The Author, 1901. Unknown. 8vo - over 7¾" - 9¾" / No Jacket. Item #005490727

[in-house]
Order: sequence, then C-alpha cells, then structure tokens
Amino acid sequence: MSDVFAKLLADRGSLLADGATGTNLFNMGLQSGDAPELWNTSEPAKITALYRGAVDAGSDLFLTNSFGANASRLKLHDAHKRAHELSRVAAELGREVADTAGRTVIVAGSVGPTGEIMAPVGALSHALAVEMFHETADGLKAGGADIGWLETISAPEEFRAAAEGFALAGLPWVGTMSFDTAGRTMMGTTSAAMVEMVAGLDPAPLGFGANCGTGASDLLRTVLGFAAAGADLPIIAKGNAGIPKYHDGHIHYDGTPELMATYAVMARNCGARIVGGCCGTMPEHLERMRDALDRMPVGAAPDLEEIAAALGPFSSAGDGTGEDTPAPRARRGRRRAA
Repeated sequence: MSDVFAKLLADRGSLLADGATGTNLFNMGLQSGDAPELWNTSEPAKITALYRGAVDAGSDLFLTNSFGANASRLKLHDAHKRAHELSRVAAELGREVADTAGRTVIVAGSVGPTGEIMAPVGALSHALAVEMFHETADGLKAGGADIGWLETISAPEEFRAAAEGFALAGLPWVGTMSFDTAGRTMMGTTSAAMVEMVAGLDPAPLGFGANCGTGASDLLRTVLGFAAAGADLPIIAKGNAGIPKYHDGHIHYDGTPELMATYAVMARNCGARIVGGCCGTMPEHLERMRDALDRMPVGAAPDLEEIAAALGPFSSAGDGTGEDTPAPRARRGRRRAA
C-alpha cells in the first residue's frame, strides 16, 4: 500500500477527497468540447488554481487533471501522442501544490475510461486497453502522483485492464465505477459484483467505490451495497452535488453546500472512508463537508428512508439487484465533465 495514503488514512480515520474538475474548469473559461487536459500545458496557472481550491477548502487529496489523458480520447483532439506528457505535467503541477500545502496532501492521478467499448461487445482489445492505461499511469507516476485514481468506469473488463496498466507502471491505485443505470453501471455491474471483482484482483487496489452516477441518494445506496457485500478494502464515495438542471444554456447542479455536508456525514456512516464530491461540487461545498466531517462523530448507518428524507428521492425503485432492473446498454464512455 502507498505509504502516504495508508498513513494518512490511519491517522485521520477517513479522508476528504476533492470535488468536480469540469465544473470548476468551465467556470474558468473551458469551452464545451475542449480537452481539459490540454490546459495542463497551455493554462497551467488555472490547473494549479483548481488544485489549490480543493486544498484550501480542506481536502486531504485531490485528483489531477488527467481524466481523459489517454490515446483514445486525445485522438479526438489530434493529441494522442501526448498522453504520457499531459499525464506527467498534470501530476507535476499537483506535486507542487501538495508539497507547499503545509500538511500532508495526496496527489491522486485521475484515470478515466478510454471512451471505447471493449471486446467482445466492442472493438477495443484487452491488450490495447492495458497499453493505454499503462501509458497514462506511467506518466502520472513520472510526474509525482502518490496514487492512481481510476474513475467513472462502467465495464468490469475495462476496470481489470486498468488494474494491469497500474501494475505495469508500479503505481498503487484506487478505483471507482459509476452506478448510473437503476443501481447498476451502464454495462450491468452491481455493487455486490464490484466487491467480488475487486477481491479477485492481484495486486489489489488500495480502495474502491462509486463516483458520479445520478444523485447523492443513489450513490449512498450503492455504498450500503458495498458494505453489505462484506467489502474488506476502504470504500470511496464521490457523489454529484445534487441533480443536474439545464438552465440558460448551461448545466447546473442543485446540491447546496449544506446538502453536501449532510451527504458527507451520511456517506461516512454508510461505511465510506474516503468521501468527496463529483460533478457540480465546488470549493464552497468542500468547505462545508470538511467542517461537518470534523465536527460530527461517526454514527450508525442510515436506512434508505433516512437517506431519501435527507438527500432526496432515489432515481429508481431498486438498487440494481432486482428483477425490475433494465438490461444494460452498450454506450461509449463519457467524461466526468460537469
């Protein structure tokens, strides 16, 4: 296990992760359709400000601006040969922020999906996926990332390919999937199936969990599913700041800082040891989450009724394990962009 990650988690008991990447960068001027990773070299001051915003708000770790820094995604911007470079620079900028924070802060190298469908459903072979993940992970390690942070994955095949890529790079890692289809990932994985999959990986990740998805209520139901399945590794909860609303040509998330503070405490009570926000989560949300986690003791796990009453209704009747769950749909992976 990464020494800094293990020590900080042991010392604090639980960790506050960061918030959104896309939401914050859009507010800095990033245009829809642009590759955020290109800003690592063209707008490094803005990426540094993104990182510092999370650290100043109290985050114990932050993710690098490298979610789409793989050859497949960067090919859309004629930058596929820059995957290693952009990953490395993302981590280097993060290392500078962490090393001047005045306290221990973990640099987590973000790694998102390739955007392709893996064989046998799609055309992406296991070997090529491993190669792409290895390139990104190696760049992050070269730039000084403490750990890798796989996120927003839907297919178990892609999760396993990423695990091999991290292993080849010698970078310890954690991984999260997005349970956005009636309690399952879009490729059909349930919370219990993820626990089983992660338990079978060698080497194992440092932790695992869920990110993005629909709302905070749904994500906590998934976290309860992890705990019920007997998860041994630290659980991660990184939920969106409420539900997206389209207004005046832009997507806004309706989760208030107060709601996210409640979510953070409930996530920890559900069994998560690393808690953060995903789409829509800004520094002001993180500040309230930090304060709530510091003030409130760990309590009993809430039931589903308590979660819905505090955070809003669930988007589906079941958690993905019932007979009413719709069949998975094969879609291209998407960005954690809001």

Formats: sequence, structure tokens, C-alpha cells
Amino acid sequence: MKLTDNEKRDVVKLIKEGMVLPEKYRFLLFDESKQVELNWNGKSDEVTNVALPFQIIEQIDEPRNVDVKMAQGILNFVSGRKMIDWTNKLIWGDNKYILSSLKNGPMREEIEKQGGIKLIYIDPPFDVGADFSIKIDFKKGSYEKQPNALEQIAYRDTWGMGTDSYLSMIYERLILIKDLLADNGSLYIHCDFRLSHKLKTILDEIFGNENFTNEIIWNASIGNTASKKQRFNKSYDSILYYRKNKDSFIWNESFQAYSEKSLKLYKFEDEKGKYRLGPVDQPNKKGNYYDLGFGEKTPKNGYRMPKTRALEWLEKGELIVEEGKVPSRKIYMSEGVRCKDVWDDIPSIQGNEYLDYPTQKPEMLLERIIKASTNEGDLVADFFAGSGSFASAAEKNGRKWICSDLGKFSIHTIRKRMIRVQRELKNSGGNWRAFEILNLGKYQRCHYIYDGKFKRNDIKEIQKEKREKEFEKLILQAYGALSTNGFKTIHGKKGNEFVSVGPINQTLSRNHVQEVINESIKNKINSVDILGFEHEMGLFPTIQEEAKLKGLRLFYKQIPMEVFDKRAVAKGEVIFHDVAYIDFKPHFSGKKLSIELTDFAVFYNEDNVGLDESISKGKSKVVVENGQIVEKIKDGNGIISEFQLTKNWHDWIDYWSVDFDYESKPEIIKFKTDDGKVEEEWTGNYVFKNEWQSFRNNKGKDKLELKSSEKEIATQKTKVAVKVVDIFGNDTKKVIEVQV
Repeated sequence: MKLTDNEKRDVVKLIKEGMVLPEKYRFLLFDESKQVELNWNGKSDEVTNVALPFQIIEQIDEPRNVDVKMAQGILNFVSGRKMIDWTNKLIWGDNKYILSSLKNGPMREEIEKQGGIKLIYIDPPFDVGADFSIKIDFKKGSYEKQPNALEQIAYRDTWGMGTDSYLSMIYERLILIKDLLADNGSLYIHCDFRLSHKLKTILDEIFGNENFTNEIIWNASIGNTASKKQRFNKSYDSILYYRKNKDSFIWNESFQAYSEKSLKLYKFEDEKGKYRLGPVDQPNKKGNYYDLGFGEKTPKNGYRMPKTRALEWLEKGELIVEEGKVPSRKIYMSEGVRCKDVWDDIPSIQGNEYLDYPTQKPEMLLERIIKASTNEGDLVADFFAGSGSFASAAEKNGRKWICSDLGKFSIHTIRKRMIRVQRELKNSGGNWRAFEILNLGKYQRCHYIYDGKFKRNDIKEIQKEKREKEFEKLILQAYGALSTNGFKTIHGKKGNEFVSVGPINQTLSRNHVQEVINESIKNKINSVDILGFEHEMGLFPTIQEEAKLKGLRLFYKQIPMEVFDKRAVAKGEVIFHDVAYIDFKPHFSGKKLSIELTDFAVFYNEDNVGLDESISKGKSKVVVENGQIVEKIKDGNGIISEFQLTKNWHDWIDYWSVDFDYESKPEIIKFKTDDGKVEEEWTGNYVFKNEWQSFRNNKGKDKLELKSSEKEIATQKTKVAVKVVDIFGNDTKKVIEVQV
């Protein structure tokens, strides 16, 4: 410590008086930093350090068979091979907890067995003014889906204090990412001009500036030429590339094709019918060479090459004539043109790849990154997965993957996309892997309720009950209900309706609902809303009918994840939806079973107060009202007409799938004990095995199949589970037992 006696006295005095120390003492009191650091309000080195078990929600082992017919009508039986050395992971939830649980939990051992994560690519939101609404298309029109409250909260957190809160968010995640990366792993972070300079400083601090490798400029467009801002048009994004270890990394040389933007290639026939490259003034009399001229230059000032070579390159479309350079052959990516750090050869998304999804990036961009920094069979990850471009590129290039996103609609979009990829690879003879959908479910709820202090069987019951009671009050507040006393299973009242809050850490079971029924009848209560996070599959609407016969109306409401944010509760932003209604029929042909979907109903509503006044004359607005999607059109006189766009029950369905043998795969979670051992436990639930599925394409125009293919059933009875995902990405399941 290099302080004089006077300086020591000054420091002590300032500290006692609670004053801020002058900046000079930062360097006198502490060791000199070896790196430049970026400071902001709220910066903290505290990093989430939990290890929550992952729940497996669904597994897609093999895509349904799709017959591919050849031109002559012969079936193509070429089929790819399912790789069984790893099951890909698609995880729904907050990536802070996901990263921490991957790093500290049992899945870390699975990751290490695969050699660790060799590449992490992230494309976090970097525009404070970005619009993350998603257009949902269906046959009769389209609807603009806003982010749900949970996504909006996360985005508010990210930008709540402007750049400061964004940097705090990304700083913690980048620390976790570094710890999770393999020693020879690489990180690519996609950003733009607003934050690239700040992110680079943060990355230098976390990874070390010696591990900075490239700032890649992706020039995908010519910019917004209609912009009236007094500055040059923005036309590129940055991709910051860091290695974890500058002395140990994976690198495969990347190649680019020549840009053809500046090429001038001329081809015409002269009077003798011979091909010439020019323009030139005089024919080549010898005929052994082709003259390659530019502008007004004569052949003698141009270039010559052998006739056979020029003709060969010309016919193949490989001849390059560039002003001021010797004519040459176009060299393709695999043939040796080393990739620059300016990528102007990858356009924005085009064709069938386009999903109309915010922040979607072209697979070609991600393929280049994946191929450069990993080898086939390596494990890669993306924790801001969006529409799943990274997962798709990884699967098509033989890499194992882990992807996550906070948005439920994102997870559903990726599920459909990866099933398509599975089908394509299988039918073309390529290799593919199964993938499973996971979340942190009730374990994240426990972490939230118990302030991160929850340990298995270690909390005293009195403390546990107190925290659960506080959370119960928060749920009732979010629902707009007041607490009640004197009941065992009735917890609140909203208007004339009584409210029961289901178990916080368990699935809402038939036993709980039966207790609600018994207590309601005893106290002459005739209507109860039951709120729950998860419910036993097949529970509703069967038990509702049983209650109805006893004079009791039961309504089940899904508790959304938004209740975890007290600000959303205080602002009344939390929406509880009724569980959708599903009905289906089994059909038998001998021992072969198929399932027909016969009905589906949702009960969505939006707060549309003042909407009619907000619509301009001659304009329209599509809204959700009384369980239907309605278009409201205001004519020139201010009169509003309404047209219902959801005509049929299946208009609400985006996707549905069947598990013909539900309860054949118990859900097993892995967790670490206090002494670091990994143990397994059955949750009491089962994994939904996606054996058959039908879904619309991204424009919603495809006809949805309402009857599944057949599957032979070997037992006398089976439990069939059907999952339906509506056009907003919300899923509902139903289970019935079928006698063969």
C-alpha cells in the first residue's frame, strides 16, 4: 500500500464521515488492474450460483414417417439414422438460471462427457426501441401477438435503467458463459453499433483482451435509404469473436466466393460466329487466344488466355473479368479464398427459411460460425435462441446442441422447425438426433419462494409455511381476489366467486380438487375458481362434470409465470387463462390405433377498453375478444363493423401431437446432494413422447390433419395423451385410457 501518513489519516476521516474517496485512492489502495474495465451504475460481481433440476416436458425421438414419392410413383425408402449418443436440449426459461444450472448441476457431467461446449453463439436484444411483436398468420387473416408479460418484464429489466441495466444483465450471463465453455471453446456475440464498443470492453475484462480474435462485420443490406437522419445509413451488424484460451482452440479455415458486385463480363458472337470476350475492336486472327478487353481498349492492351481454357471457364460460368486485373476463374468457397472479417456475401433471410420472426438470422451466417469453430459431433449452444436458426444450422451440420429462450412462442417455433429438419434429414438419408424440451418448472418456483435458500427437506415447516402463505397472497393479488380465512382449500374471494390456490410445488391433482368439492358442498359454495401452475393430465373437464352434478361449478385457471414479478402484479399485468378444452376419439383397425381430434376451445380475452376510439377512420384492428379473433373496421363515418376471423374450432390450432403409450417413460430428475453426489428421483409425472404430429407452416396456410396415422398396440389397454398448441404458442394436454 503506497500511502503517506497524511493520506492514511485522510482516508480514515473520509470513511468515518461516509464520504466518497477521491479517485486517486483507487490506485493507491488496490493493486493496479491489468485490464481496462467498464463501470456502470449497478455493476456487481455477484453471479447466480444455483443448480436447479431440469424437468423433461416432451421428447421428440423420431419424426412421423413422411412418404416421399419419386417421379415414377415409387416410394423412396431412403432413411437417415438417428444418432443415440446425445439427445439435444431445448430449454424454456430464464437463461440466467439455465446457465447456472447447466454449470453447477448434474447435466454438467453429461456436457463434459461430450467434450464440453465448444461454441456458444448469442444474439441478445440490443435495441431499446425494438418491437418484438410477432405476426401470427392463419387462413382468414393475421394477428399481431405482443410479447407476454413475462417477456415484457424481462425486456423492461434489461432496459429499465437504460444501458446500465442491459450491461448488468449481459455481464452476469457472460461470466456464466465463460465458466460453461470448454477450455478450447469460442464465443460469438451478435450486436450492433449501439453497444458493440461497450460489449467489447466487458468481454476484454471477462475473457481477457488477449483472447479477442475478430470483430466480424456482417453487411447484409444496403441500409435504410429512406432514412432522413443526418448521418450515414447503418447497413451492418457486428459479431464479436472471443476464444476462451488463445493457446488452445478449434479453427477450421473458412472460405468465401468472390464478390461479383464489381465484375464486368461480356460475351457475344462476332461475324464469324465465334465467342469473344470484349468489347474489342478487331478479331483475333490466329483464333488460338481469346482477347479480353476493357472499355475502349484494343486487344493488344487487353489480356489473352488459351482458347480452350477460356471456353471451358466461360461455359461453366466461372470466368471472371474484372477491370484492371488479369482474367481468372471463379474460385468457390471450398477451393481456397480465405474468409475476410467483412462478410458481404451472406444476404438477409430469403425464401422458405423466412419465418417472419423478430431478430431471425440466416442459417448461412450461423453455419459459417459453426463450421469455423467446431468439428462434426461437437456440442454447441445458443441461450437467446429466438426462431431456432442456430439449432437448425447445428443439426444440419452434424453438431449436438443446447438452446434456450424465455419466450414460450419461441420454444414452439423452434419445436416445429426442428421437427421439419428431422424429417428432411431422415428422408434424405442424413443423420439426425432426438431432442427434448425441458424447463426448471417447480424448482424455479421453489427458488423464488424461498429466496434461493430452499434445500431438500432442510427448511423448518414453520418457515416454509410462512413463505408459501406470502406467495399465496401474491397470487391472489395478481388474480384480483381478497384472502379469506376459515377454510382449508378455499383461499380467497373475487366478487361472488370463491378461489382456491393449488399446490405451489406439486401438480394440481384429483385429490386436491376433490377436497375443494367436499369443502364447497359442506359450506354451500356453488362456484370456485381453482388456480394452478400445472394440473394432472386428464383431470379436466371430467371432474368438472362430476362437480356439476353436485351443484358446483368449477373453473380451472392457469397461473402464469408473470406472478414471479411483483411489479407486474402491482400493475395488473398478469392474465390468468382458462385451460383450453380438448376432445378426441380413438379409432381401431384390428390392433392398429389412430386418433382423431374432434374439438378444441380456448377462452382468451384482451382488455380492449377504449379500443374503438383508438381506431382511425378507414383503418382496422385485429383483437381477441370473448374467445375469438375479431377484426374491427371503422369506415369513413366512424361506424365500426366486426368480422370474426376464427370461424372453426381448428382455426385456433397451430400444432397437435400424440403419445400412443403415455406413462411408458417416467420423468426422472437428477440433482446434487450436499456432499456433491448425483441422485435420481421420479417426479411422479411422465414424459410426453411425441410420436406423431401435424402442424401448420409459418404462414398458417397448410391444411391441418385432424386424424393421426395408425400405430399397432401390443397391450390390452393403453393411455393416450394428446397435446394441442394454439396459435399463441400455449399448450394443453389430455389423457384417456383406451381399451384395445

Autograph Letter Signed from Charles W. Eliot (Harvard President, 1869-1909), to LeBaron Russell Briggs. These letters include both statements of Eliot’s clear admiration for Briggs, and evidence of the mentoring in leadership he provided. True testaments to the leadership provided by these two memorable figures in Harvard’s history during a key period, are couple with humorous anecdotes and academic minutiae. 2 sheets; 8 written panels, dated March 13, 1901, entirely in Eliot's hand, with a crisp, bold signature. A long, flowing letter following Briggs’ return from a meeting of leaders from eminent colleges and universities, with extensive content, including discussion regarding the factors and effort that went into keeping Harvard influential, as well as some laudatory and some caustic commentary about Stanford University and other prominent schools and personages. Eliot goes on to discuss students of humble origin: “the sons and daughters of mechanics, farmers, and shopkeepers have not only the bodily characteristics of persons of ‘gentle birth’ but their best mental and spiritual qualities. Wendell’s frequent discourse on the subject of birth & descent seems snobbish in an American, and will cause many people to underestimate his judgement and good sense.' An extraordinary letter with remarkable content. Eliot was one of the truly great figures in the history of Harvard, serving forty years as President (1869-1909). LeBaron Russell Briggs, one of the great figures in the history of Harvard, Radcliffe, and the NCAA. Briggs was first Dean of Men at Harvard College, where he also served as dean of the faculty. He was also president of Radcliffe College and the National Collegiate Athletic Association.